Abacus math, Go and hanja are on the rise

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Abacus math, Go and hanja are on the rise

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Students solve math problems using abacuses in an afterschool program at Seoul Woosol Elementary School in southern Seoul on June 2. [CHOI JEONG-DONG]

Despite the general hubbub about the fourth industrial revolution, many Korean parents are turning to more traditional forms of education, including the game of Go, abacus math and Chinese characters.

At the Seoul Woosol Elementary School in southern Seoul, one of the more popular afterschool programs is not about robotics or English, but abacus math.

“Some afterschool classes get canceled because not enough students apply, but this class on abacus math is always packed,” said Choi Mi-yeon, vice principal of the school. “We often have to draw lots because there are more than 100 who apply.”

At the abacus math class on June 2, some 20 students were seated in rows in a semi-circle, facing the teacher, who handed out sheets of paper with 20 math problems on them.

At the teacher’s direction, the students simultaneously turned over the papers and started calculating, using the colorful abacuses on their desks.

“I’m done, teacher!” shouted a student, raising her hand after about 36 seconds. Within one minute, all hands were up in the air.

“I love using the abacus,” said Lee Sang-ah, a fourth grader. “It helps me not to get confused because I can see the calculation in front of my eyes.”

“I had a hard time catching up with math after I came back from a year abroad,” said Jang Seok-hoon, also in the fourth grade. “After I started taking the abacus class, I became much more confident with numbers.”

The afterschool program on abacus math is held at the elementary school four times a week. The program is run by SE After-School Education Center, which also runs similar programs at 10 elementary schools in Seoul.

“I teach abacus math at four other elementary schools in addition to Woosol,” said the teacher, Kim Ji-hyun. “The program is popular everywhere, as we run three to four classes at each school, and all the classes are packed.”

“Twice as many students are signing up for classes on abacus math, Go and hanja [Chinese characters],” said Yang Jae-young, the center’s CEO. “The applicants for these classes grew exponentially in Gangnam and Seocho districts, which are known as the heart of education in Seoul.”

Woosol also created a new program for Go and hanja last year.

“We received a lot of feedback from parents who wished the school would open up new classes for Go and hanja,” said Kim Gyeong-yeon, a teacher in charge of afterschool programs at the school. “Because of the high number of applicants to these classes, in addition to abacus math, we have to draw lots among students.”

According to the Korea Baduk Association, which uses the Korean name for Go, baduk, about 1,500 elementary schools out of 5,880 in the country ran afterschool Go programs last year.

Some experts are welcoming parents’ increased attention to these classes.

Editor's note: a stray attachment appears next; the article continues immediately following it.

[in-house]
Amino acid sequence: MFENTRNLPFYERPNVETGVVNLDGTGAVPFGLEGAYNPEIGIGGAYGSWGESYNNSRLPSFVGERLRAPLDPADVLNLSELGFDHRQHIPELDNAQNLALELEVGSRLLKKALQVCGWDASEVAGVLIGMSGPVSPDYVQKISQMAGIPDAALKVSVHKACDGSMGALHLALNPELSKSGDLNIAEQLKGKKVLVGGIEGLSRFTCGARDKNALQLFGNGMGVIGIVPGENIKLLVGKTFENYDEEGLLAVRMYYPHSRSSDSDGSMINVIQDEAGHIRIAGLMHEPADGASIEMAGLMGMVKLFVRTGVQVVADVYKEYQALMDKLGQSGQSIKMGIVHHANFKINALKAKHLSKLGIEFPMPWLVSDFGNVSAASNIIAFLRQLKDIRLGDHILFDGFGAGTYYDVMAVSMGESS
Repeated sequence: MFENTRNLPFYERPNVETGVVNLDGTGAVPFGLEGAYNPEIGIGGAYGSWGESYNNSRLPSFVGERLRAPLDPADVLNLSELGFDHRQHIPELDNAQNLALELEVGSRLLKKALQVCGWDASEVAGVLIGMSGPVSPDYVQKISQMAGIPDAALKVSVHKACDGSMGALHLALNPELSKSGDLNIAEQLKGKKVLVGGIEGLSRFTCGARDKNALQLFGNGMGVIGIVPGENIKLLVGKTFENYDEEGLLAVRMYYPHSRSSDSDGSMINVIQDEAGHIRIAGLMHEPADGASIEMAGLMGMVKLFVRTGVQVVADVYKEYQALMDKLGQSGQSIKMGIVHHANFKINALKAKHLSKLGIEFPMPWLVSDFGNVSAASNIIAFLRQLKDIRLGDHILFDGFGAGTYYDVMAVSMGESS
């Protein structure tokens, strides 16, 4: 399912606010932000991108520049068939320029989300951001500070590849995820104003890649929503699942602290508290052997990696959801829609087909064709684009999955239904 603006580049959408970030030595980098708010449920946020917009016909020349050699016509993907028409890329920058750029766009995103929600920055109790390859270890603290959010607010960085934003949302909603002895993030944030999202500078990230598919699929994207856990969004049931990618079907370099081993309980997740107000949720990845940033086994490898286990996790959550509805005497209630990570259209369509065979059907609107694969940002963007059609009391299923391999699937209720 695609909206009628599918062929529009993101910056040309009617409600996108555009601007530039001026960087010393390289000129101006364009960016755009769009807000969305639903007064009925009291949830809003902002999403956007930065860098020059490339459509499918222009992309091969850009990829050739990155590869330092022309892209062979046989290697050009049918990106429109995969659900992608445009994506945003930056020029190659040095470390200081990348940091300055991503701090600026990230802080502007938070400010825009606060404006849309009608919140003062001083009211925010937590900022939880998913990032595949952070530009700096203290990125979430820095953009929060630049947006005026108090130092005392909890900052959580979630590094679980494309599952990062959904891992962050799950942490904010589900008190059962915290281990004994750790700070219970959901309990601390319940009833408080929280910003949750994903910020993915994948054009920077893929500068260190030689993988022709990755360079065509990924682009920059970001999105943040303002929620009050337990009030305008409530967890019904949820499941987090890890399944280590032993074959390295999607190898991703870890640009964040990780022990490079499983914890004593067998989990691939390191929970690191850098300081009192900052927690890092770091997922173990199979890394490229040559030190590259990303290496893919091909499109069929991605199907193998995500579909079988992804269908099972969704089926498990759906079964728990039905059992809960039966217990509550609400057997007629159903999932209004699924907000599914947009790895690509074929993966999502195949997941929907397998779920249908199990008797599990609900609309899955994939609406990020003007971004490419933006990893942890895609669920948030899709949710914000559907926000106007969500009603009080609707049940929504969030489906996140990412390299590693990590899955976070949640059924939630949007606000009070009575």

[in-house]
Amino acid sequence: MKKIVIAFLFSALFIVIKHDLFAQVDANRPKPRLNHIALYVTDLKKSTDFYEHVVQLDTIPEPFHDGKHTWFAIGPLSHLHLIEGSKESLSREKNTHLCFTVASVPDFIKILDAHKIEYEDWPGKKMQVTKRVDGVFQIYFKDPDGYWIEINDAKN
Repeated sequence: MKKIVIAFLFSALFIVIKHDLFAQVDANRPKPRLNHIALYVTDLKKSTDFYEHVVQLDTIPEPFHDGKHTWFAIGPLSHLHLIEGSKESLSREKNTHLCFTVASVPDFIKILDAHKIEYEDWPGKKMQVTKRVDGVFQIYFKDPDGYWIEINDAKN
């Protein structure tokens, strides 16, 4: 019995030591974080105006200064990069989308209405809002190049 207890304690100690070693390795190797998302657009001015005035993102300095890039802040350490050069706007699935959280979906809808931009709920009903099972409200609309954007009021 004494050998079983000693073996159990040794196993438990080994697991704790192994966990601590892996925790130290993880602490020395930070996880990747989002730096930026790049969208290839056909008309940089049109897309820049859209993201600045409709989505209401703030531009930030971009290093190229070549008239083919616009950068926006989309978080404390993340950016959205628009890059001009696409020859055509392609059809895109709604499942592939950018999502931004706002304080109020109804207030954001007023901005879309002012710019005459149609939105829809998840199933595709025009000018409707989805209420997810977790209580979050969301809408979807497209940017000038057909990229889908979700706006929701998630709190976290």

“When calculators and computers hit the market here in the 1980s, abacus math almost disappeared for more than 20 years,” said Kim Sun-tae, professor of continuing education at Dongguk University in central Seoul. “But recently, more parents started seeing that training in abacus math is an excellent way to improve their kids’ attention span and memory retention.”

There are at least 100 private academies offering abacus classes in Seoul, according to the National Abacus Mathematics Education Association.

“I couldn’t find one near us so my husband and I are looking to hire a private tutor to teach abacus math to our 8-year-old daughter,” said a 42-year-old resident of Gwacheon, Gyeonggi.

“I’m hoping to improve my son’s attention span and help him become a better person by learning Go,” said Cho Eun-joo, a 36-year-old resident of Munrae-dong, western Seoul. Her son, 10, attends a Go class at his school.

“Some people don’t understand parents who send their kids to afterschool programs for more traditional education instead of to private academies for English,” said Nam Ji-seon, a 40-year-old mother. “My son, 12, has been learning hanja for seven years now. No matter how much the world changes, there are things that children must learn from traditions.”

She added, “We often discuss the traditional analects of Korea written in hanja, and I know that this kind of education will give him an edge in the future.”

Some experts, however, caution parents against pushing their children into any form of education.

“The basics in any elementary school education are not about picking and choosing among different types of education by calculating their usefulness, but about helping the students find joy in learning,” said Song Ki-chang, professor of education at Sookmyung Women’s University in central Seoul. “All education on abacus math, Go and hanja can have negative effects on the students if it is enforced in a one-sided manner.”

BY PARK HYUNG-SOO, HA JUN-HO [chung.juhee@joongang.co.kr]

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